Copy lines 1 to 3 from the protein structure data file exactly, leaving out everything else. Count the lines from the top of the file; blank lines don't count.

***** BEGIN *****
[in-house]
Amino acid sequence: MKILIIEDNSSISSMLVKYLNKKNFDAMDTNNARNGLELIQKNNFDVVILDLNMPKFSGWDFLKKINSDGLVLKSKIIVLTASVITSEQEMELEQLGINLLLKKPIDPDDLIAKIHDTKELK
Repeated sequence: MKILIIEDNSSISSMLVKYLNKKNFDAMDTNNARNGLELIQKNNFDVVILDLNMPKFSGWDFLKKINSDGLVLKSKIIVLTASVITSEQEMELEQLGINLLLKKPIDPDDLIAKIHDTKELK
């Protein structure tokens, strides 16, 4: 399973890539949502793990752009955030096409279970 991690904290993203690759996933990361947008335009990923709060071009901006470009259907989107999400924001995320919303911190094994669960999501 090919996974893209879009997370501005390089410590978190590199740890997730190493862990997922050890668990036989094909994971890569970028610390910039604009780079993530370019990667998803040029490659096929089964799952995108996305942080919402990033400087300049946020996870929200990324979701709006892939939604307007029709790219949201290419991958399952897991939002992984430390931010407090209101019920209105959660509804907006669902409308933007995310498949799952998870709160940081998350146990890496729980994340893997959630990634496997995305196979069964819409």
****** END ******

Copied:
[in-house]
Amino acid sequence: MKILIIEDNSSISSMLVKYLNKKNFDAMDTNNARNGLELIQKNNFDVVILDLNMPKFSGWDFLKKINSDGLVLKSKIIVLTASVITSEQEMELEQLGINLLLKKPIDPDDLIAKIHDTKELK
Repeated sequence: MKILIIEDNSSISSMLVKYLNKKNFDAMDTNNARNGLELIQKNNFDVVILDLNMPKFSGWDFLKKINSDGLVLKSKIIVLTASVITSEQEMELEQLGINLLLKKPIDPDDLIAKIHDTKELK